OCT 21 (NASHVILLE, Tenn.) - The Drug Enforcement Administration (DEA) Tennessee District Office is partnering with national, state, local, and tribal law enforcement officials, as well as community coalition groups, to hold a seventh National Prescription Drug Take-Back Day. This one day event will make it convenient for the public to rid their homes of potentially dangerous prescription drugs.
On Saturday, October 26, 2013 from 10 a.m. to 2 p.m., Tennesseans will be able to drop off their expired, unused, and unwanted pills at sites across the state free of charge, no questions asked. By doing so, they will help prevent drug abuse and theft.
Prescription drugs that languish in medicine cabinets create a public health and safety concern because they are highly susceptible to diversion, misuse, and abuse. Rates of prescription drug abuse in the U.S. are alarmingly high; almost twice as many Americans (6.8 million) currently abuse prescription drugs than the number of those abusing cocaine, hallucinogens, heroin, and inhalants combined, according to the 2012 National Survey on Drug Use and Health. Studies show that a majority of abused prescription drugs are obtained from family and friends, including from the home medicine cabinet.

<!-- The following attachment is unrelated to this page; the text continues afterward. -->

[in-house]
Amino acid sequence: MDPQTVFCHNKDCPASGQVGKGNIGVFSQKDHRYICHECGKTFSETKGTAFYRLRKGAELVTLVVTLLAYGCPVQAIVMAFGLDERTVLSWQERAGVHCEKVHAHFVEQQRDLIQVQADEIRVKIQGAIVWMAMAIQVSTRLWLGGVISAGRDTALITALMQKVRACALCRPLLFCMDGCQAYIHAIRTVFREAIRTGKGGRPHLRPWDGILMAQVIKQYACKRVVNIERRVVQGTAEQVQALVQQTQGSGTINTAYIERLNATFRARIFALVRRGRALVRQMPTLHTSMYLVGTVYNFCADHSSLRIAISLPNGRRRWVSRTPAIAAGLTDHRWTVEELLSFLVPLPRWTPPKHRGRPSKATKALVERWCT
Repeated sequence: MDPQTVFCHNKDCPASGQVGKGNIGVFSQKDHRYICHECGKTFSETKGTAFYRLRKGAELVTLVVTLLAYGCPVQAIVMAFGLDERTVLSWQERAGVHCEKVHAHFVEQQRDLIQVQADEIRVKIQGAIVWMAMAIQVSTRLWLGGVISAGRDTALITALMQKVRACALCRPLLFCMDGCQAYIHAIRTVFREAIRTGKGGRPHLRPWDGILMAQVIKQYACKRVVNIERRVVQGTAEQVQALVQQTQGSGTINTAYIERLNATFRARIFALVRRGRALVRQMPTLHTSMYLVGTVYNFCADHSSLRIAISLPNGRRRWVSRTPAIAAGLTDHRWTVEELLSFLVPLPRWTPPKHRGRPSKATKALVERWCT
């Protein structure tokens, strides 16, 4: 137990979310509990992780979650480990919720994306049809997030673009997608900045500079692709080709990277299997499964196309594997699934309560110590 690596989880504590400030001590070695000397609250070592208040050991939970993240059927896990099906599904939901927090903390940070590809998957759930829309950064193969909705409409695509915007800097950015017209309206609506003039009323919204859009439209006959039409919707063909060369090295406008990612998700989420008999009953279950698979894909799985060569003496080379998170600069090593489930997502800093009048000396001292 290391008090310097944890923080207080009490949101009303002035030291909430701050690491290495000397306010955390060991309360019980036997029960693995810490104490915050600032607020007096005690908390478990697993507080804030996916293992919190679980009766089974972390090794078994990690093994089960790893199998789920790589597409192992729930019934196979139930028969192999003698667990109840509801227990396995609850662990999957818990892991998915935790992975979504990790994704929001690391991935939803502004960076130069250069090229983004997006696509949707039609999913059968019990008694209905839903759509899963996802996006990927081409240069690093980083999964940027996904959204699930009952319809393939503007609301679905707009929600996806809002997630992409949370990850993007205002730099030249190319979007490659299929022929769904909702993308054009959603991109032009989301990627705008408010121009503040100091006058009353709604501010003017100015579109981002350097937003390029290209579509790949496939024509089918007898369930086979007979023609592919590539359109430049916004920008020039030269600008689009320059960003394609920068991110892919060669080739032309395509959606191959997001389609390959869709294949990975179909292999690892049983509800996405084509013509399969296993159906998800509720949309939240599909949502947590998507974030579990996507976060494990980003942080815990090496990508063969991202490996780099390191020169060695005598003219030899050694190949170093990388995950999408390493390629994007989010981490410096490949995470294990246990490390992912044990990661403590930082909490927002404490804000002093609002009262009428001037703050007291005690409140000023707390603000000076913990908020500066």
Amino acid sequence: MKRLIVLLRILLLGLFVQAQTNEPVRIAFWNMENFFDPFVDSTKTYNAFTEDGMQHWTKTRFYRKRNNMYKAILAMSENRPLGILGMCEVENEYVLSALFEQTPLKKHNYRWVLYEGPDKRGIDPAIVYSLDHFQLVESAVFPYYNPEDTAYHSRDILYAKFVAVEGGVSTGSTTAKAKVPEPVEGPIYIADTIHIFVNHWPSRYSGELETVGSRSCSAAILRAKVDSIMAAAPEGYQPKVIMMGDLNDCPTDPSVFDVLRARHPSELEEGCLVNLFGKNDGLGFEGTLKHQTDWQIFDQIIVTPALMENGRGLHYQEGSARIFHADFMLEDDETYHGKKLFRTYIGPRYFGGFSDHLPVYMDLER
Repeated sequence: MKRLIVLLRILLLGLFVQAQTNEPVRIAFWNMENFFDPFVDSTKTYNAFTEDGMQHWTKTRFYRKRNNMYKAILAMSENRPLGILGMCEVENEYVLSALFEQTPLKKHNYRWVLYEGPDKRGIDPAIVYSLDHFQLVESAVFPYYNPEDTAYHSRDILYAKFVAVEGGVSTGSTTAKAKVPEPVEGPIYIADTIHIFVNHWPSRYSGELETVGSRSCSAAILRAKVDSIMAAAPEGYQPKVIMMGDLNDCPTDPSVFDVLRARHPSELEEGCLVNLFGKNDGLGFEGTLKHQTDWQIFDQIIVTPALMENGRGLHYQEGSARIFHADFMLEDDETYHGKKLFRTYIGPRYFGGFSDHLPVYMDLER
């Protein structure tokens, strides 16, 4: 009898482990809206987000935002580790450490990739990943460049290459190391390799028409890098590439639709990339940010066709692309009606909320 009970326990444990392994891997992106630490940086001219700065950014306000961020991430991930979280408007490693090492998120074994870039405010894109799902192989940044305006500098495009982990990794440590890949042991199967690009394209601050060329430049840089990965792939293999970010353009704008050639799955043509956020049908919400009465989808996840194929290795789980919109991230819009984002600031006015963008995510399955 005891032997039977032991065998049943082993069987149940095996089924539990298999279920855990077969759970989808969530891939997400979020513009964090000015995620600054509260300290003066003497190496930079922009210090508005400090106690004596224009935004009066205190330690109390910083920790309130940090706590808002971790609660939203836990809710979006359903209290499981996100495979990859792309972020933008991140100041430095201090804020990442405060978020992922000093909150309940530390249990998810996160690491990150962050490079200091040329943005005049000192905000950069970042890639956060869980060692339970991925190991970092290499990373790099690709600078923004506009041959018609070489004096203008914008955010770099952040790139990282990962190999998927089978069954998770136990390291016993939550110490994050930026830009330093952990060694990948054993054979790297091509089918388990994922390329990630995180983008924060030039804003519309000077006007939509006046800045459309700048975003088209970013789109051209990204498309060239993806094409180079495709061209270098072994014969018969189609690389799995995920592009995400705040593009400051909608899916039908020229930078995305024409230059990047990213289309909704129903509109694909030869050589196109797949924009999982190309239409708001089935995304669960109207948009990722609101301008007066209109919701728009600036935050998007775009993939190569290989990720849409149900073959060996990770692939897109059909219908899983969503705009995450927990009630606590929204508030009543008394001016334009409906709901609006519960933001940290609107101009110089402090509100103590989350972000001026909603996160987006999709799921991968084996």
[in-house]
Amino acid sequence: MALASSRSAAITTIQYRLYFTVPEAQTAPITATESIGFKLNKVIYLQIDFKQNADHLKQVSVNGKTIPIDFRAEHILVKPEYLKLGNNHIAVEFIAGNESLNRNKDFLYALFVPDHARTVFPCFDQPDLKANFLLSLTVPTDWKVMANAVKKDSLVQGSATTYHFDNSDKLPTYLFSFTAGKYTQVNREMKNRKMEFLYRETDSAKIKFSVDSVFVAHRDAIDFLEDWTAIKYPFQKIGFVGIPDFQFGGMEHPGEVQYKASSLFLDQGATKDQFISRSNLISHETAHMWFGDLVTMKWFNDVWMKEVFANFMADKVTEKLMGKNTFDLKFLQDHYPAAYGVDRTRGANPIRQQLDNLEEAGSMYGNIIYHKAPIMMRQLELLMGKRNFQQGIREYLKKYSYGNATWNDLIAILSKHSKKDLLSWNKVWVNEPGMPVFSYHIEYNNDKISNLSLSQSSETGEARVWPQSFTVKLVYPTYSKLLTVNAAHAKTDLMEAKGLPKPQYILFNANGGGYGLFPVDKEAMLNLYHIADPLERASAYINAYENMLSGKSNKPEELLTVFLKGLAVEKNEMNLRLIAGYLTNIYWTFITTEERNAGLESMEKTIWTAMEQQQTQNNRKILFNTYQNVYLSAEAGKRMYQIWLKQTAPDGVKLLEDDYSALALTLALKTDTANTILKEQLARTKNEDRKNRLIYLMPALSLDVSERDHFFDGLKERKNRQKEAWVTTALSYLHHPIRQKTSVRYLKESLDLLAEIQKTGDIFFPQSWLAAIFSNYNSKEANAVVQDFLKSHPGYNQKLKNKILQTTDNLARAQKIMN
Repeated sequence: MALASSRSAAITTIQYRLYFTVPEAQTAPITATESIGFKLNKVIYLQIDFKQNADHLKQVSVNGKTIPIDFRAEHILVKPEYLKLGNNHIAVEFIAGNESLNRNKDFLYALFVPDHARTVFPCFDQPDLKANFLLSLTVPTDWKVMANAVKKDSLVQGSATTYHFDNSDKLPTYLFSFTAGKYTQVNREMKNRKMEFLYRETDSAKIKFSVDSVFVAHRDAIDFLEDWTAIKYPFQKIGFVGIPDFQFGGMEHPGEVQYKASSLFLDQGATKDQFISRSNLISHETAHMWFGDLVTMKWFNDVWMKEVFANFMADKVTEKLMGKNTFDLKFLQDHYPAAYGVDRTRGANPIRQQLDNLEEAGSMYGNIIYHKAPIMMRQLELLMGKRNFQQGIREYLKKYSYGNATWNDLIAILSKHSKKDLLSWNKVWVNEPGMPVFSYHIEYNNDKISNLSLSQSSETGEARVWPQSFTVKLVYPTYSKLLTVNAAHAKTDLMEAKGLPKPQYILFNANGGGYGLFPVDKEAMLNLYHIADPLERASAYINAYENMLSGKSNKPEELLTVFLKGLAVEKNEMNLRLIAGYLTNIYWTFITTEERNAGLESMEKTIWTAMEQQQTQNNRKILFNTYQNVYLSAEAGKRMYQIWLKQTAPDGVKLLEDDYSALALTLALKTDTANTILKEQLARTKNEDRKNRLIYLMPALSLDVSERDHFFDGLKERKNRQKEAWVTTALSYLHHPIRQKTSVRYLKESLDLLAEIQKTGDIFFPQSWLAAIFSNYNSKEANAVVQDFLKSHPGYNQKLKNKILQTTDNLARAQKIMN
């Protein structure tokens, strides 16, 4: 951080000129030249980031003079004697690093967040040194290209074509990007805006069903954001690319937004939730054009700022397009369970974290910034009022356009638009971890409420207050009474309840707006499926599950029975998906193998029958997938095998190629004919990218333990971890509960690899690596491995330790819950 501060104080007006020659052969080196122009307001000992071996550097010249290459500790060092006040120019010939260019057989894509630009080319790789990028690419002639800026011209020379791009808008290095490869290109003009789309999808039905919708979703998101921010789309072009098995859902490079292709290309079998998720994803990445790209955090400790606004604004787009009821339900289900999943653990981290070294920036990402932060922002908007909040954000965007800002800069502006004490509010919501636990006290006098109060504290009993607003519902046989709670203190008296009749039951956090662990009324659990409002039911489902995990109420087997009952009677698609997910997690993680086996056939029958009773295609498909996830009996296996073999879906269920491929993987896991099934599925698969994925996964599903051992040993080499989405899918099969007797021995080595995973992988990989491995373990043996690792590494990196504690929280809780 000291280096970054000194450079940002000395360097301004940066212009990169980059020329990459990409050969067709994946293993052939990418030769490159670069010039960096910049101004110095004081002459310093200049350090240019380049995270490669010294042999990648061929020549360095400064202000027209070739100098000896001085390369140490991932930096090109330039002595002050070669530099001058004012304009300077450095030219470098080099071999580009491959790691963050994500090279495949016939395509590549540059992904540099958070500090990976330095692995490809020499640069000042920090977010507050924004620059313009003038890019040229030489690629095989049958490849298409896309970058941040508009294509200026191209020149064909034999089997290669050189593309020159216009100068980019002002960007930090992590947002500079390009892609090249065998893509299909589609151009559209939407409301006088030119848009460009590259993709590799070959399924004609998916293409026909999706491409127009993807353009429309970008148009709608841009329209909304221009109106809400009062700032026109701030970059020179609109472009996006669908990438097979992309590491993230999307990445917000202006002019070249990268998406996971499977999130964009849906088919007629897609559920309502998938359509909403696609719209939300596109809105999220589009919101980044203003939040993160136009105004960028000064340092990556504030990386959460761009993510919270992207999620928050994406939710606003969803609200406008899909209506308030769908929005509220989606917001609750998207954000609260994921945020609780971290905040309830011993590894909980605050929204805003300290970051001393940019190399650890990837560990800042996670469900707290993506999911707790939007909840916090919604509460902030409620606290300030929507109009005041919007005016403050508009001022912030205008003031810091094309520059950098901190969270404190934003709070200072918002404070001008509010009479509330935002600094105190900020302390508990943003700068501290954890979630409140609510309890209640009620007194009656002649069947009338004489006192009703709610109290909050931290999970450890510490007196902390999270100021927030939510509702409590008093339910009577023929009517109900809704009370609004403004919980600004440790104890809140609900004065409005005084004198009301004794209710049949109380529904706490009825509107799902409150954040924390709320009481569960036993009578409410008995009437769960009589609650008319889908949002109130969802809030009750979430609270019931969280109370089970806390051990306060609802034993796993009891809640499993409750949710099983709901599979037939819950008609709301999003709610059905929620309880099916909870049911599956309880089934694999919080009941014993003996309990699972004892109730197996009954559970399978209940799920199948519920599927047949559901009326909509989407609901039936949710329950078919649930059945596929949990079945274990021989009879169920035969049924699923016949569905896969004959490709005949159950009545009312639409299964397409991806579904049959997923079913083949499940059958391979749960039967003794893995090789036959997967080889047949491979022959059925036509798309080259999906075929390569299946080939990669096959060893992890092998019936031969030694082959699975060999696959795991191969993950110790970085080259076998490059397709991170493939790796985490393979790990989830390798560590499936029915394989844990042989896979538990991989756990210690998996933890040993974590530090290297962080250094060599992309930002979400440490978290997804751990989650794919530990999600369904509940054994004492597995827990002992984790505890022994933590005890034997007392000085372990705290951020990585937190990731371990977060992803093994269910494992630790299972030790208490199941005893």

Americans participating in DEA’s six previous Take-Back Days turned in nearly 2.8 million pounds—almost 1,409 tons—of prescription drugs, most recently at more than 5,800 sites operated by over 4,300 of DEA’s law enforcement partners.
The public can find a nearby collection site by visiting www.dea.gov, clicking on the “Got Drugs?” icon, and following the links to a database where they can enter their zip code. Or they can call 1-800-882-9539.
DEA is in the process of drafting regulations to implement the Secure and Responsible Drug Disposal Act of 2010, which amends the Controlled Substances Act to allow an “ultimate user” (the patient or patient’s caregiver, including the owners of animals being treated by veterinarians) of controlled substance medications to dispose of them by delivering them to entities authorized by the Attorney General to accept them. The Act also allows the Attorney General to authorize long term care facilities to dispose of their residents’ controlled substances in certain instances.